Rustler is basically old-school Grand Theft Auto set in a 'historically inaccurate' medieval world

Rustler is very much like an old-school Grand Theft Auto game, in a couple of ways. It's a top-down action game in which you'll commit all sorts of heinous and bizarre crimes and quests, and it takes place in what developer Jutsu Games describes as "historically inaccurate medieval setting" filled with "humor, anachronisms, and pop culture references."

You'll play as The Guy, a local peasant in an uncaring world who's forced to deal with medieval justice, witch hunts, the Inquisition, and worse. You can complete "twisted" missions and quests, or opt to ignore the plot and do whatever tickles your fancy in the moment: Steal a horse, do some cage fighting, join up with the Round Earth weirdos, or get into a cart-drifting race. There's even a Grand Tournament to join, if you really want to make a name for yourself.

It all sounds rather ridiculous, and that's clearly the intent: The game's soundtrack, for instance, is provided by a bard, "your sweaty personal radio," who will change tunes based on the action on-screen—or you can adjust the music manually by punching him in the face. "Form weird alliances, double-cross your foes, and dig up dinosaur skeletons in a light, easy-to-understand, and hard-to-empathize-with story," the Steam page says.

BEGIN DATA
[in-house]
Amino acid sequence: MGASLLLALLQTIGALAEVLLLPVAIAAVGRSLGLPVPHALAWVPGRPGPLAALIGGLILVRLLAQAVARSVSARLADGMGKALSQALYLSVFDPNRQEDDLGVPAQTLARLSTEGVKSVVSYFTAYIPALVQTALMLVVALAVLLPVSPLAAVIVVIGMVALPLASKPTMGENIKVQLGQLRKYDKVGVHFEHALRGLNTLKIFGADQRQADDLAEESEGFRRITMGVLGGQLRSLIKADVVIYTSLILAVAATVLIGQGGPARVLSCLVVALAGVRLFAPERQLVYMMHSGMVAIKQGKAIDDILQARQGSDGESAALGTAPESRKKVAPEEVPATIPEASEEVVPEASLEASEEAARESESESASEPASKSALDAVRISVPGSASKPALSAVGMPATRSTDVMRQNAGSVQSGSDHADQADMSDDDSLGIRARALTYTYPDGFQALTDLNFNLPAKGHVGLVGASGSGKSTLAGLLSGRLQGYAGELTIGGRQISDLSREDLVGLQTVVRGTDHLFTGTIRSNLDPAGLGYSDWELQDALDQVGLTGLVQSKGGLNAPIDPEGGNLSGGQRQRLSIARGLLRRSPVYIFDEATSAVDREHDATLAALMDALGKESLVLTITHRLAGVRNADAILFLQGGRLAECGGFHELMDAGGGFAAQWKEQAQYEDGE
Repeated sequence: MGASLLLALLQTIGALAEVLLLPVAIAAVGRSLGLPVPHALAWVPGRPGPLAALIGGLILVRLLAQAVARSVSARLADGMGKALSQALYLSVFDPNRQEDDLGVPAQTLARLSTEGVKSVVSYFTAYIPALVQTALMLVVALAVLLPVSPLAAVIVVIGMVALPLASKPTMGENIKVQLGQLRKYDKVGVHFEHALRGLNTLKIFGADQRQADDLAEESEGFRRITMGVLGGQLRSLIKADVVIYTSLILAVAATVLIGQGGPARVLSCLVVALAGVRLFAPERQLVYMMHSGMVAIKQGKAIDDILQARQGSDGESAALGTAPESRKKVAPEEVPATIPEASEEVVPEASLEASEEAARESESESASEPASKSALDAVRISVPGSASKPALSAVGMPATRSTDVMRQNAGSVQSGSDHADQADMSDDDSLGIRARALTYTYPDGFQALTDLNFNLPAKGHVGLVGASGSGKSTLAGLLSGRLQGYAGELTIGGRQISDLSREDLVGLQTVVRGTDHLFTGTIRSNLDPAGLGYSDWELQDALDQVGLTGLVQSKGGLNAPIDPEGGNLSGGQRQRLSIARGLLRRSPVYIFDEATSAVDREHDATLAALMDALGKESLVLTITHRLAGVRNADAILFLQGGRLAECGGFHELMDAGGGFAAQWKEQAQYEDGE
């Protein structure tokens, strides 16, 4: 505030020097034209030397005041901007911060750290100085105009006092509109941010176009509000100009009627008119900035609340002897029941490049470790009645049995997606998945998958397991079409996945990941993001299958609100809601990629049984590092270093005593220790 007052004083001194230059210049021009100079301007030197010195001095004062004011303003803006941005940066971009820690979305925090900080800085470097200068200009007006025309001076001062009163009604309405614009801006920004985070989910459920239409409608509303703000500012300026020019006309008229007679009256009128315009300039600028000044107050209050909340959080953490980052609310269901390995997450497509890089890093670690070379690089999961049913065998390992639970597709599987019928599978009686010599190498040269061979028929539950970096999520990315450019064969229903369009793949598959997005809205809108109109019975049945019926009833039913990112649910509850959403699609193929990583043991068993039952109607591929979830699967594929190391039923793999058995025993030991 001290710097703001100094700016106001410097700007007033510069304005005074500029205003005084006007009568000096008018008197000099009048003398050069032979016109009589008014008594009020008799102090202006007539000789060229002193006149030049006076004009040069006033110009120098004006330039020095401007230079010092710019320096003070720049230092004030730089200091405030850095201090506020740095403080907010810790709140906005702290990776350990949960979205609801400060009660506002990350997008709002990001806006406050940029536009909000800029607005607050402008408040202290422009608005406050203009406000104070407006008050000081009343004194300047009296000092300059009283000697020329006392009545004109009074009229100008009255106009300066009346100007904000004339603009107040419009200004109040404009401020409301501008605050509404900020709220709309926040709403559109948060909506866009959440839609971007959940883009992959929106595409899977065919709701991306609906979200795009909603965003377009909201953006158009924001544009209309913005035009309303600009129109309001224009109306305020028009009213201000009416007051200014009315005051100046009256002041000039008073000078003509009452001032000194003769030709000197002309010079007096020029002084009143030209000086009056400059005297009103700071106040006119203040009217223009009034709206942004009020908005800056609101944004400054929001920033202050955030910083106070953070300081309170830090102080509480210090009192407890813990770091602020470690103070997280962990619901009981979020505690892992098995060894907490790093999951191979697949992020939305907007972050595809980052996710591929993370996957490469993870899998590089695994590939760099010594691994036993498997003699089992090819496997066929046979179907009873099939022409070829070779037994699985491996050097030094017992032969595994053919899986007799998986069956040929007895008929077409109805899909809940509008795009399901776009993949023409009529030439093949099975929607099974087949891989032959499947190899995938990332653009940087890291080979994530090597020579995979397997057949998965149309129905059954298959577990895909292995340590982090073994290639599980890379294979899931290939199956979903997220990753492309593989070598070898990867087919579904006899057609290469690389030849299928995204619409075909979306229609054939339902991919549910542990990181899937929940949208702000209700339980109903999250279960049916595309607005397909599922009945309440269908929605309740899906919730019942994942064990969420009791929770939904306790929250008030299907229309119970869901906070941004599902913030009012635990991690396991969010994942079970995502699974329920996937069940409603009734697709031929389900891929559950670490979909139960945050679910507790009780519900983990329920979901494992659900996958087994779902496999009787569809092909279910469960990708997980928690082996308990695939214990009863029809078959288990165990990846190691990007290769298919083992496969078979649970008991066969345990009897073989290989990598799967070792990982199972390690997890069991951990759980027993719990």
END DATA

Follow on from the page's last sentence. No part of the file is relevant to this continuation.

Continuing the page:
Rustler has been available on Steam Early Access since February and is set to go into full release on August 31, with new subquests, storylines, safehouses, enemies, animals, and bug fixes, which are listed in full here. If you'd like to get a look at all the new content, the 1.0 update is available right now on the Early Access beta branch.

Andy Chalk

Andy has been gaming on PCs from the very beginning, starting as a youngster with text adventures and primitive action games on a cassette-based TRS80. From there he graduated to the glory days of Sierra Online adventures and Microprose sims, ran a local BBS, learned how to build PCs, and developed a longstanding love of RPGs, immersive sims, and shooters. He began writing videogame news in 2007 for The Escapist and somehow managed to avoid getting fired until 2014, when he joined the storied ranks of PC Gamer. He covers all aspects of the industry, from new game announcements and patch notes to legal disputes, Twitch beefs, esports, and Henry Cavill. Lots of Henry Cavill.